How To Have Your Student Loans Paid Off For You

How To Have Your Student Loans Paid Off For You

Use this guide to help you navigate through the world of student loans.

Summer is at its end and the fall semester has just begun, this means a few things. First being that some of us have taken out more student loans to pay for the semester. Second is that a few of the lucky ones will be enjoying their first college-free semester but either way the woes of student loans float over our heads. There are currently over 43 million Americans that hold student debt. This is larger than 201 countries population, including our northern neighbor Canada by several million.

Below is a cheat sheet to understand the world of student loans and how to go about choosing the best repayment plan for you. If you are lucky, you may even qualify for your loan to be paid FOR YOU!

Subsidized vs Unsubsidized loans

This is where it can get a bit confusing. There are two different types of federal loans--direct subsidized and direct unsubsidized. Although they are very similar the difference between these two is very important. Subsidized loans are loans that the government pays the interest on while you are in and shortly after you finish school. Unsubsidized loans are loans that the interest is not being “subsidized” meaning there is accruing interest.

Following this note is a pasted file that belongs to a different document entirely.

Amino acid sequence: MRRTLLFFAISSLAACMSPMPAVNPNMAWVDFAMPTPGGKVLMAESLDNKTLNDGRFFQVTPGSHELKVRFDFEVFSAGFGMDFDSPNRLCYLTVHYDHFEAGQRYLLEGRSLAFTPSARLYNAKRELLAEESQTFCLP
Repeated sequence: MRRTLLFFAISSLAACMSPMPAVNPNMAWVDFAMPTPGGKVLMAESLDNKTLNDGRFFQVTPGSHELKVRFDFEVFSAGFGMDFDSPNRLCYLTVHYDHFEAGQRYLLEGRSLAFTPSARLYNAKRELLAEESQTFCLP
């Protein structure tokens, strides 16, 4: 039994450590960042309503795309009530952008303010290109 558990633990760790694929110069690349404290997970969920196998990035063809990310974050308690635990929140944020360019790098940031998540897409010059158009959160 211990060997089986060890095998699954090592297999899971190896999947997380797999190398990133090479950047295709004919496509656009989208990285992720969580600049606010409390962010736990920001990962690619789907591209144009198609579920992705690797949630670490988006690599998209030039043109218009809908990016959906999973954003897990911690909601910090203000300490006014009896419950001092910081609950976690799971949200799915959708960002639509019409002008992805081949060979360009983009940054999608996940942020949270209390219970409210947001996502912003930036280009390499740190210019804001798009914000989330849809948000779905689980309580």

Federal Programs

Now that we have some of the terminology out of the way let’s move on to federal programs loans. Student Loans is an online loan information source that has compiled a calculator that helps you better understand the world that is student loans. Below I calculated my pre-interest loan to help you get a better idea of the following federal programs.

Standard Repayment Plan

This is the standard plan that you will be enrolled in if you do not choose any other option. This is the most common repayment method that requires minimum payments of $50 for up to 10 years. This option has the lowest overall interest accruation but requires higher due payments.

Graduated Repayment Plan

This payment plan is very similar to the standard but works off of a graduated system. This is a 10 year plan where every two years the payment increases until the loan is paid off. This plan results in a slightly higher accrued interest rate. This program is good for anyone who assumes they will have a steadily increasing income.

Pay As You Earn / Revised Pay As You Earn (PAYE/REPAYE)